Wireless phones had been in vogue for more than twenty years, making it a necessity that almost everybody owns at least one unit. In the US alone, there are more than 279 million mobile phone subscribers. Known to release low-level radiation, cellular phones could create enormous public health concern if proven to increase the risk of developing brain cancer.
Findings from published studies revealed contradicting results.
In the US, a rising incidence of frontal lobe cancer was observed among women in their 20s between 1992 and 2006. No such increase was found among men, other age groups, and cancer of temporal or parietal lobes, and cerebellum, which are more frequently exposed to the radiation of mobile phones.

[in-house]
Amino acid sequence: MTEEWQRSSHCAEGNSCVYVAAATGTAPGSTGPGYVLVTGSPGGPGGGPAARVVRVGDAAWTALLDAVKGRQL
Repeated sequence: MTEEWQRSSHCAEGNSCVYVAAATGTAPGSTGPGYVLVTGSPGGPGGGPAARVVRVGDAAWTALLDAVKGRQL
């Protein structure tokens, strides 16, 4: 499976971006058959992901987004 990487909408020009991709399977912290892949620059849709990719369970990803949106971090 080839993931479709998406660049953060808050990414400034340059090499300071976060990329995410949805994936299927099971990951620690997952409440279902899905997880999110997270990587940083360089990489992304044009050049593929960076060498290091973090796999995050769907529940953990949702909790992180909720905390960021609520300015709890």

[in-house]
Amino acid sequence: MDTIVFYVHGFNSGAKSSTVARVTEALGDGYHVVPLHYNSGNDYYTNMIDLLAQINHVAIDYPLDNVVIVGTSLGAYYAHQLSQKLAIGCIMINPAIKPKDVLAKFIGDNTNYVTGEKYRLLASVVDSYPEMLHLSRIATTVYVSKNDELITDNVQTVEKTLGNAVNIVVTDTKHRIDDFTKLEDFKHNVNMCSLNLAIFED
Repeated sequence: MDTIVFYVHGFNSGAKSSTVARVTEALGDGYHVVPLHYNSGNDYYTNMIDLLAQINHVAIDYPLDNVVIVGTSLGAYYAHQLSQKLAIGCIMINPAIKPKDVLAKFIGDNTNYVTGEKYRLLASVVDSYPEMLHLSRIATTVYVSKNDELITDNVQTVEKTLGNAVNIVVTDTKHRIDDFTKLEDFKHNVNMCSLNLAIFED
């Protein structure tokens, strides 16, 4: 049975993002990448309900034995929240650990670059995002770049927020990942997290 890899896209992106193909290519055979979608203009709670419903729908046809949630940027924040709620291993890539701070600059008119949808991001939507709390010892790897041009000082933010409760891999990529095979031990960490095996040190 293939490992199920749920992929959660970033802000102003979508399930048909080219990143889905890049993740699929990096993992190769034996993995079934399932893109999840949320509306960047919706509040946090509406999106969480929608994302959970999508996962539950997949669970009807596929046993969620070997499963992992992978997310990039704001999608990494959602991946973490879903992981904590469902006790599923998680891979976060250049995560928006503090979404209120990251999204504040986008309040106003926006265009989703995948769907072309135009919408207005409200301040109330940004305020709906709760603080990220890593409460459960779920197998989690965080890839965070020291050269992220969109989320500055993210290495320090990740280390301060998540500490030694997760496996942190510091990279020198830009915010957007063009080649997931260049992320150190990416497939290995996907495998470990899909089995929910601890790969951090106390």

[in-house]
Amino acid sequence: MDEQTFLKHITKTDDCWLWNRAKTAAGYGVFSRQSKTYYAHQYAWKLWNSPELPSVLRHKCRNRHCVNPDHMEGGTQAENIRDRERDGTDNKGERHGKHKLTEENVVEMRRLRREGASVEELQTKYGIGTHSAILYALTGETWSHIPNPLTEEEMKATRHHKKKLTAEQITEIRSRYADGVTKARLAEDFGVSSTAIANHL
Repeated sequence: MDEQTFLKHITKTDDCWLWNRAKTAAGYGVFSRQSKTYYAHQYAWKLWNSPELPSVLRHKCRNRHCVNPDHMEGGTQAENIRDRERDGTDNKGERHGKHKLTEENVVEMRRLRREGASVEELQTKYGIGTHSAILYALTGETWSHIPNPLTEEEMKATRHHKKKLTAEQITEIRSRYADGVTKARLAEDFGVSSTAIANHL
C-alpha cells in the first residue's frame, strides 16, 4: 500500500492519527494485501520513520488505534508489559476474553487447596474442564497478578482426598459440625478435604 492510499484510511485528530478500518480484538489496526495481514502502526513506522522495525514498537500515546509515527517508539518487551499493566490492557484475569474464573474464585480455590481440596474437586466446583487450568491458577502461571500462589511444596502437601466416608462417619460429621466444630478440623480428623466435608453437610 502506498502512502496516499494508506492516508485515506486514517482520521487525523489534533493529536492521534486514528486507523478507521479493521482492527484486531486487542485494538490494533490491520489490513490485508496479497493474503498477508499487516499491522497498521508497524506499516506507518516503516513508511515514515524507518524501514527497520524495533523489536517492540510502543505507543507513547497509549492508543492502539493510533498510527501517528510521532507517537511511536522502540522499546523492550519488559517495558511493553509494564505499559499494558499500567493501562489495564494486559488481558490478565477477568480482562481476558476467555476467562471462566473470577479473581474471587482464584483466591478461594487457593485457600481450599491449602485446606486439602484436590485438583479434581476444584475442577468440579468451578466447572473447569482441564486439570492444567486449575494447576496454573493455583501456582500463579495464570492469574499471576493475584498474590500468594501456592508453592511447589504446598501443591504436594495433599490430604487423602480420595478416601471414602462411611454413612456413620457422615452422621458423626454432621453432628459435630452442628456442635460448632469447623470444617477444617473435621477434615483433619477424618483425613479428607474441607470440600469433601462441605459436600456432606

In Japan, researchers observed a non-significant increased risk of brain tumours among heavy handset users.
In the UK, a study found that the risk of brain tumour is increased among people who use cellular phones for more than 30 minutes each day over 10 years.
In France, researchers found no association.
By collating all the results worldwide, scientists found that the inconsistent results were due to intrinsic problems in the study design, which should be ironed out to give valid results.
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